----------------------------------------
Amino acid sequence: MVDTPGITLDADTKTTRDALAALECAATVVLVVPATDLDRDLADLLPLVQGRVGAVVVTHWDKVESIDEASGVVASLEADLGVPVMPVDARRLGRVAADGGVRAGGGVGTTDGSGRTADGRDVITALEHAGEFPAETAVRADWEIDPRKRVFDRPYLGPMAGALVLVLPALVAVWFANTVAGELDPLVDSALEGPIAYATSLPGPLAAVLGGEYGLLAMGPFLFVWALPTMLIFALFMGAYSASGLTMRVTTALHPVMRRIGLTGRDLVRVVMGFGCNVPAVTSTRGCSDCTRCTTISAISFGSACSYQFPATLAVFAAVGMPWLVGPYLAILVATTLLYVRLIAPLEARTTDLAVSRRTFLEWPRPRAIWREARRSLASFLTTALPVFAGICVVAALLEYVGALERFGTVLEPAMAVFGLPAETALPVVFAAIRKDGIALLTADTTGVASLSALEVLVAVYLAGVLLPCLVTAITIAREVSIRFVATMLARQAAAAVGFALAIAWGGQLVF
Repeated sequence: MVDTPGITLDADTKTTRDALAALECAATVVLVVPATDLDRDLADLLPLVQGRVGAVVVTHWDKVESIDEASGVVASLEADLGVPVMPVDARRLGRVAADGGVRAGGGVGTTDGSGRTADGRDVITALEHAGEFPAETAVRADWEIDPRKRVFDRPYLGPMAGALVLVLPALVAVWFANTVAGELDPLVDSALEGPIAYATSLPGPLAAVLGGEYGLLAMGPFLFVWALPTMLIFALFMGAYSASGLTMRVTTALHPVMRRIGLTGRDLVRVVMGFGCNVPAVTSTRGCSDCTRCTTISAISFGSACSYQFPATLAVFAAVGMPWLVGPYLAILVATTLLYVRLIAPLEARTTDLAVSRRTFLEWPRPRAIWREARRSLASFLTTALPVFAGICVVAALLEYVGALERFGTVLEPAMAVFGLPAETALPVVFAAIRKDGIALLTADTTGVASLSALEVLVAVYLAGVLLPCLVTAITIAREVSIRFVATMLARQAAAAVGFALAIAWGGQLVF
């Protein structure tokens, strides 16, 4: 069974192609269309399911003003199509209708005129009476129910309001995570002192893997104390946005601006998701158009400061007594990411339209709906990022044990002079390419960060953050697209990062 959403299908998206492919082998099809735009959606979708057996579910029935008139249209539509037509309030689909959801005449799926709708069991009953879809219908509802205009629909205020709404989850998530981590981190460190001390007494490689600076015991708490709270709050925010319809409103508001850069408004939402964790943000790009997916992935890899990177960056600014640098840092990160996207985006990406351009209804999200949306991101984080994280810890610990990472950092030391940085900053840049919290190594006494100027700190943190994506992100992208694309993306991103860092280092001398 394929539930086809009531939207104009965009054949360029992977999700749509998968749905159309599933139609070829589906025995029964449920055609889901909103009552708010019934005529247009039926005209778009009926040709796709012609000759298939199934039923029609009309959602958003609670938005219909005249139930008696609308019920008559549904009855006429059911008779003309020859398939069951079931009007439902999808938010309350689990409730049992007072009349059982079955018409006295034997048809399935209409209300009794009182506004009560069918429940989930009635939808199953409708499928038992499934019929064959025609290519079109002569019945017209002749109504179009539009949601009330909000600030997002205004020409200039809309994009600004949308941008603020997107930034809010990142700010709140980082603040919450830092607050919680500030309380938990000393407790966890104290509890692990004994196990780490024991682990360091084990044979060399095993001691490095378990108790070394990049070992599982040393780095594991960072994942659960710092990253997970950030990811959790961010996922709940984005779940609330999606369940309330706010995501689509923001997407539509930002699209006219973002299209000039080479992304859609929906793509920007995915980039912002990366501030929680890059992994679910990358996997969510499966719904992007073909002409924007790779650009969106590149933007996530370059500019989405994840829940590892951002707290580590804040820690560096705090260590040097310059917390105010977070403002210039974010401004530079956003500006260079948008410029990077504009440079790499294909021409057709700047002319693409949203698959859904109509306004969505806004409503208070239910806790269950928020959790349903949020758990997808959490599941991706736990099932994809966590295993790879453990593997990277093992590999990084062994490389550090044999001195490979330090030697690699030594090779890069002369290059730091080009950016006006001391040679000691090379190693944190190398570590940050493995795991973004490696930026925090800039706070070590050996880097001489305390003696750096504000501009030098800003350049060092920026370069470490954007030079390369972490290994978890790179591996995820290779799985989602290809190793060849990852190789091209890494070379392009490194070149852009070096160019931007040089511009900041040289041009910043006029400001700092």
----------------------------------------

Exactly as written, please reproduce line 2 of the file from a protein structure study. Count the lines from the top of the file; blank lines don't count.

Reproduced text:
Repeated sequence: MVDTPGITLDADTKTTRDALAALECAATVVLVVPATDLDRDLADLLPLVQGRVGAVVVTHWDKVESIDEASGVVASLEADLGVPVMPVDARRLGRVAADGGVRAGGGVGTTDGSGRTADGRDVITALEHAGEFPAETAVRADWEIDPRKRVFDRPYLGPMAGALVLVLPALVAVWFANTVAGELDPLVDSALEGPIAYATSLPGPLAAVLGGEYGLLAMGPFLFVWALPTMLIFALFMGAYSASGLTMRVTTALHPVMRRIGLTGRDLVRVVMGFGCNVPAVTSTRGCSDCTRCTTISAISFGSACSYQFPATLAVFAAVGMPWLVGPYLAILVATTLLYVRLIAPLEARTTDLAVSRRTFLEWPRPRAIWREARRSLASFLTTALPVFAGICVVAALLEYVGALERFGTVLEPAMAVFGLPAETALPVVFAAIRKDGIALLTADTTGVASLSALEVLVAVYLAGVLLPCLVTAITIAREVSIRFVATMLARQAAAAVGFALAIAWGGQLVF